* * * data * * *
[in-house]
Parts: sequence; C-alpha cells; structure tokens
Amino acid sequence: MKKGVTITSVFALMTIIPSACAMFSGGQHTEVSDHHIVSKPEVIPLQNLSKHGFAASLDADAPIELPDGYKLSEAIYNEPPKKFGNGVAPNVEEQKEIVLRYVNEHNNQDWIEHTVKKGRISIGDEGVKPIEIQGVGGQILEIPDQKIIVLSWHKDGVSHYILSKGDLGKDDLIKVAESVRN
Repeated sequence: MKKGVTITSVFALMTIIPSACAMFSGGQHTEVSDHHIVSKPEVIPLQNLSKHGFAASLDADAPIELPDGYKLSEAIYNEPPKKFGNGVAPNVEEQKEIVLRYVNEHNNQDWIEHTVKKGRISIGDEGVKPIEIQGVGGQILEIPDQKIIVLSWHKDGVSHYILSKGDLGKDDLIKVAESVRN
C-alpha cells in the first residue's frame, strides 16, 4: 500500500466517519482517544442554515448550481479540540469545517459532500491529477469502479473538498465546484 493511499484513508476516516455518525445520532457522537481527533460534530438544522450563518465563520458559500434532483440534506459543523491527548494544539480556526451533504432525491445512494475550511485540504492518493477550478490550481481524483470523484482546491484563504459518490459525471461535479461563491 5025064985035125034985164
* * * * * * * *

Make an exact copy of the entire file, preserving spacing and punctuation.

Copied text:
[in-house]
Parts: sequence; C-alpha cells; structure tokens
Amino acid sequence: MKKGVTITSVFALMTIIPSACAMFSGGQHTEVSDHHIVSKPEVIPLQNLSKHGFAASLDADAPIELPDGYKLSEAIYNEPPKKFGNGVAPNVEEQKEIVLRYVNEHNNQDWIEHTVKKGRISIGDEGVKPIEIQGVGGQILEIPDQKIIVLSWHKDGVSHYILSKGDLGKDDLIKVAESVRN
Repeated sequence: MKKGVTITSVFALMTIIPSACAMFSGGQHTEVSDHHIVSKPEVIPLQNLSKHGFAASLDADAPIELPDGYKLSEAIYNEPPKKFGNGVAPNVEEQKEIVLRYVNEHNNQDWIEHTVKKGRISIGDEGVKPIEIQGVGGQILEIPDQKIIVLSWHKDGVSHYILSKGDLGKDDLIKVAESVRN
C-alpha cells in the first residue's frame, strides 16, 4: 500500500466517519482517544442554515448550481479540540469545517459532500491529477469502479473538498465546484 493511499484513508476516516455518525445520532457522537481527533460534530438544522450563518465563520458559500434532483440534506459543523491527548494544539480556526451533504432525491445512494475550511485540504492518493477550478490550481481524483470523484482546491484563504459518490459525471461535479461563491 5025064985035125034985164